Horst Geckeis, Karlsruhe Institute of Technology (KIT)

"Perhaps not as much time"

Professor Horst Geckeis deals with nuclear waste management and the resulting safety issues at the Karlsruhe Institute of Technology (KIT).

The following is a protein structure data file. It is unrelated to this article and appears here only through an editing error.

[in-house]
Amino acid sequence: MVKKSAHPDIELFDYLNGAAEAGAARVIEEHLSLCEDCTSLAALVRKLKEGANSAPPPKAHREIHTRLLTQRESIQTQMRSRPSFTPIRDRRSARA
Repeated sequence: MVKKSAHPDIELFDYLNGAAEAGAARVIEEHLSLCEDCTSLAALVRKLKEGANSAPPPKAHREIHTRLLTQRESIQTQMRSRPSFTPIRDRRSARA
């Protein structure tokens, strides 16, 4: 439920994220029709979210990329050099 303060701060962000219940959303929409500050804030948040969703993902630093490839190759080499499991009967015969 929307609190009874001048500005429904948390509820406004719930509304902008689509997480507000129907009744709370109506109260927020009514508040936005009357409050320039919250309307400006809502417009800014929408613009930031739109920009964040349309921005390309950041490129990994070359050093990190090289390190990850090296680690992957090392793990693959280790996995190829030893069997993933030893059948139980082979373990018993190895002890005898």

"Perhaps we don't have as much time as many people believe to bring the radioactive material into a deep repository. Of course, deep geologic disposal isn't without risk. We're focusing for example on an incident of water infiltration to estimate the impact of potential pollutant dispersion over a longer period of time. But: there's also a risk in delaying to make a decision on a repository site. 13 German research institutes joined forces to establish the German Association for Repository Research. Under my leadership, they are dealing with advancing the knowledge that was amassed over decades on how to dispose of radioactive waste in deep geological formations in the Federal Republic of Germany. Despite the new site selection procedure, brought into force in 2013, we're not starting from scratch. The existing knowledge is now being incorporated into the work of the Commission on Storage of High-level Radioactive Waste Material, which was appointed by parliament. The criteria drawn up by that commission certainly represents a good basis to now be able to select suitable, safety-focused siting regions and locations. But the disposal issue can never be solved on only a scientific-technical level; the challenge ahead now consists of involving society in a suitable manner in the overall process to be able to consider all aspects and existing concerns. However, it also has to be clear that in the end, there has to be a solution to the problem. Failure is not an option! In this regard, we have to learn from the mistakes of previous repository projects in Germany. But it's clear that further delays in the process will generate further uncertainties, for instance related to extended intermediate storage. For me, we also have to consider a scenario involving economic collapse. We've experienced this more than once in the past 100 years, and if this scenario occurs, then it's possible we'll no longer have the means to safely dispose of the radioactive waste. The task of this and the next generation will therefore be to find a location that is geologically suitable and politically as well as socially acceptable. I'm convinced now more than ever that this can be accomplished in Germany in a fair selection process. From today's perspective, a repository in deep geological formations is a sensible and already now a technically feasible disposal concept. The German disposal commission also sees it like this. The version favoured by the commission to allow facilitated retrievability of the waste over several decades even after storage is completed is worth considering carefully. But such concepts cannot be allowed to jeopardise the safety of the repository. Scenarios such as access by unauthorised persons or unanticipated water ingress have to be taken into consideration. Organising and financing retrieval or permanent closure have to be ensured in the long term. As for the related issues that may occur only at the end of this century or over the course of the next one, answers need to be found already today. The time-scale demonstrates the problem. I therefore regard long-term safeguarding of nuclear know-how and a continuous research strategy as indispensable. Only in this way can we actively receive and pass to the next generation the knowledge about the waste found in the repository, how it came to be and what its properties are. Burying and forgetting is clearly not an option."

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